Interpretation, part I

A question was raised concerning the position I took in my last post on the PC (USA), the PUP report and postmodernism. The commenter basically asked how I would support the positions I took using Biblical texts as my basis for interpretation. I thought his question was valid; however, I thought it would be better answered in a post rather than a reply to his comment. What I see in his question is larger than Biblical support for a particular position. Instead I interpret his comment as a question regarding sources of insight when making theological claims. I want to broaden his question a bit for several reasons.

First, to choose particular passages to support a particular point of view is to walk a thin line between support and proof-texting (proof-texting is when you pick a verse out of the Bible to support a particular position or rationale; one example concerns what preachers did to support slavery before the civil war). Second, no one creates a theological position from Biblical objectivity. That is, no one goes into an examination of the Bible without prejudices, experiences, thoughts or feelings. Whenever we endeavor to interpret a text, we bring with us a slew of baggage that colors our perceptions. A modern point of view believes that we can divorce ourselves from this baggage and come to a meta-understanding (an interpretation that is good for everyone) of a particular text.

There are several fallacies with this point of view of Biblical interpretation. First, it assumes that there is only one interpretation to a particular passage. Second, it assumes that we can find that one interpretation. Third, it assumes that any bias we might have can be put aside in the interest of the greater good. Finally, it assumes that interpretations cannot change throughout the years.

What this leaves me with is an understanding that no matter how I interpret a passage, there will be as many objections as there are people reading my interpretation. Therefore, what I can do is be aware of my biases and make them a part of the interpretive process so that people can understand both how and why I interpret a particular passage in a particular way. The locating of myself in my social, cultural and historical positions doesn't make my interpretation correct, it just makes it more honest with regard to the experiences I have had in life.

Therefore, let me begin with acknowledging who and where I am to begin fleshing out how I come to my interpretive conclusions. I am a thirty-something white male who was raised in an upper middle class home and continues to live in an upper middle class setting. I have extensive education in clinical social work and am an ordained Presbyterian minister. I consider myself to be a left-leaning moderate who tries to balance social responsibility with personal responsibility. I have worked as a minister, youth director, Christian educator, and psychotherapist. Currently, I am a full-time doctoral student (as if that wasn't evident by all of the garbage in the previous paragraphs) who is studying the relationship between religion and psychology.

My interpretive schema is informed by several criteria. First and foremost, I believe that God is all-loving, but not all-powerful as it is currently defined. I believe that God's power lies in God's ability to fully and completely offer loving alternatives to the decisions human beings make; human beings have complete free-will and can choose not to follow God's alternatives thereby leading to disobedience and the promulgation of evil in this world. Second, I believe that the Bible has a meta-message of relationship, and is ultimately concerned with revealing the ways in which people have encountered God and attempted to reconcile events that have occurred in the world.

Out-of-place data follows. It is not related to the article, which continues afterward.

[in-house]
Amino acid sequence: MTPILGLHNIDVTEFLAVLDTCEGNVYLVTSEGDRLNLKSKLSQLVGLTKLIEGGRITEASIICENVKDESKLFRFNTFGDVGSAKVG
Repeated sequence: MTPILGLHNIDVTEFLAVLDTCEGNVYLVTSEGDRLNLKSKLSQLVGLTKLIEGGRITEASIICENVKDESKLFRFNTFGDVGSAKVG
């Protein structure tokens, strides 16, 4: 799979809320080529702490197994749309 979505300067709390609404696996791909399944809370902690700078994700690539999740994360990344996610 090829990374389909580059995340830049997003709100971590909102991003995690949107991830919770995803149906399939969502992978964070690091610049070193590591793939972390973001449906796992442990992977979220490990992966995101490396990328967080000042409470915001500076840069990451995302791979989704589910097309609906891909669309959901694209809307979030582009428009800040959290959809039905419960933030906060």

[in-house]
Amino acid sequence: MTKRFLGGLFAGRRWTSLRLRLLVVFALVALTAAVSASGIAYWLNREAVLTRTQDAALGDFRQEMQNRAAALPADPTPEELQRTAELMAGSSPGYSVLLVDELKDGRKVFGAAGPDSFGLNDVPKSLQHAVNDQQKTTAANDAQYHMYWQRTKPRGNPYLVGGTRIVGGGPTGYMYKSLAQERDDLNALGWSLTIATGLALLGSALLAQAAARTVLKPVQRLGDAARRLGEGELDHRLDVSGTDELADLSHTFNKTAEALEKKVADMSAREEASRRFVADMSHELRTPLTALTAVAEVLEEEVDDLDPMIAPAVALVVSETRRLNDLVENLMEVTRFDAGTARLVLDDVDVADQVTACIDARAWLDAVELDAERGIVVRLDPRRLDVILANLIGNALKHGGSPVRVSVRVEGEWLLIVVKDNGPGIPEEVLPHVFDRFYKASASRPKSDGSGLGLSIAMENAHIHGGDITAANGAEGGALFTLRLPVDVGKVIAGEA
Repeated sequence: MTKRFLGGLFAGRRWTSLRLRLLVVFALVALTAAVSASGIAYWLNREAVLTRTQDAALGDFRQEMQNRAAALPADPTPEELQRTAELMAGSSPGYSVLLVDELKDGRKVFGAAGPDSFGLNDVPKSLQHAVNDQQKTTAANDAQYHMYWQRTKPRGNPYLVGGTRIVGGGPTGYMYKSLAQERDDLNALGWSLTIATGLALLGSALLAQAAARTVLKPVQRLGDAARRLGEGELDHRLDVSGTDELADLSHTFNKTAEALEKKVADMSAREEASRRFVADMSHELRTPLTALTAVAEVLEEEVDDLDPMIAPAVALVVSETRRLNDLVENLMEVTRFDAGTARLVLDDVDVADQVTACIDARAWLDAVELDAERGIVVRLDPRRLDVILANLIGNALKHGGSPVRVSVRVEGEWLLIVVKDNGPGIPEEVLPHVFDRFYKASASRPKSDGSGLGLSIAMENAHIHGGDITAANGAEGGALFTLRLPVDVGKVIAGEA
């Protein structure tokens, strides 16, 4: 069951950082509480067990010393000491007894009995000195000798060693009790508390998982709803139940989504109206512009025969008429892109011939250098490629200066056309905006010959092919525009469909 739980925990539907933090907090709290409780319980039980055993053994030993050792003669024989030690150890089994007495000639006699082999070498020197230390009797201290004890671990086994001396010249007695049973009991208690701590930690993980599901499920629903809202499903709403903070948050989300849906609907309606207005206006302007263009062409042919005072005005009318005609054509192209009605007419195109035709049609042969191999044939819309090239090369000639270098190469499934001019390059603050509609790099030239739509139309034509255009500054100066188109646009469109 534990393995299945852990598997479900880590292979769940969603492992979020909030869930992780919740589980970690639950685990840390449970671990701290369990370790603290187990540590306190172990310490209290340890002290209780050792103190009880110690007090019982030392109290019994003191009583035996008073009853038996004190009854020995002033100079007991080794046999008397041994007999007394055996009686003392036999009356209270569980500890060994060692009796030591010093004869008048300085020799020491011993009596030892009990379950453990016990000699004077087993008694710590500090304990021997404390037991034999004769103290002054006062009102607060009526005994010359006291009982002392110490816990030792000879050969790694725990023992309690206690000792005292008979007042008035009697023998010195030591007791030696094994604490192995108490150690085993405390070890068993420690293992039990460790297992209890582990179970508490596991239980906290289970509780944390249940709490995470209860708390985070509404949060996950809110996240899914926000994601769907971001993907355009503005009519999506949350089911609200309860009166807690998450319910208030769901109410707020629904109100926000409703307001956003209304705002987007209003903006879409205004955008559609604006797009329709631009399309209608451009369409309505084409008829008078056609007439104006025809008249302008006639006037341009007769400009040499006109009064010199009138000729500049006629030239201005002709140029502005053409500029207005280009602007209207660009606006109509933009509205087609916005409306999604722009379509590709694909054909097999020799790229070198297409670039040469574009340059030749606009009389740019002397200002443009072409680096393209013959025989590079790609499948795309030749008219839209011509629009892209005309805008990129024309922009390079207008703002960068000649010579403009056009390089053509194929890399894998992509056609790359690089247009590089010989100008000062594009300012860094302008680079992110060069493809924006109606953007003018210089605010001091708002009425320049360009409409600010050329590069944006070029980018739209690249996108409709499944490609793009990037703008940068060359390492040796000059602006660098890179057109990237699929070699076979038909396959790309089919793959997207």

I do not believe in the truth of the words, but instead believe in the truth of the experiences and the truth of a God who acts in history in a variety of ways. I do not believe in the inerrancy of Scripture, but I believe in the movement of the Spirit during its writing and copying. I consider myself to adhere to a historical critical method of interpretation that seeks to remember the context but also acknowledge the similarities that surround our situations.

Finally, I believe in the immanence of God, that God is with us, around us, and active in the world. God does not stand outside of reality and is instead a part of the human struggle to find meaning and hope in a world that we have all too often chosen to destroy. God loves, God struggles, God hopes, God cares and God suffers with each of us as we attempt to discover and attend to God's pull in our lives.

My interpretations attempt to take into account ideas of tradition, experience, reason, culture, society and relationships. They are the interpretations of a pastoral theologian, care-giver and counselor who ultimately believes that Christianity, at its best, functions as a reconciling ethos of the individual to God, self and all neighbors.

Now that I have located myself, my next post will deal with particular passages that speak to my position regarding the PUP report.

(Looking back over this post, I must also say that I have truly adopted the doctoral lifestyle and way of thinking. I have heard it said that the true test of whether one is a doctoral student or not is the ability to, when encountering a piece of dog crap on the sidewalk, write ten pages about its relevance and necessity)

grace and peace...



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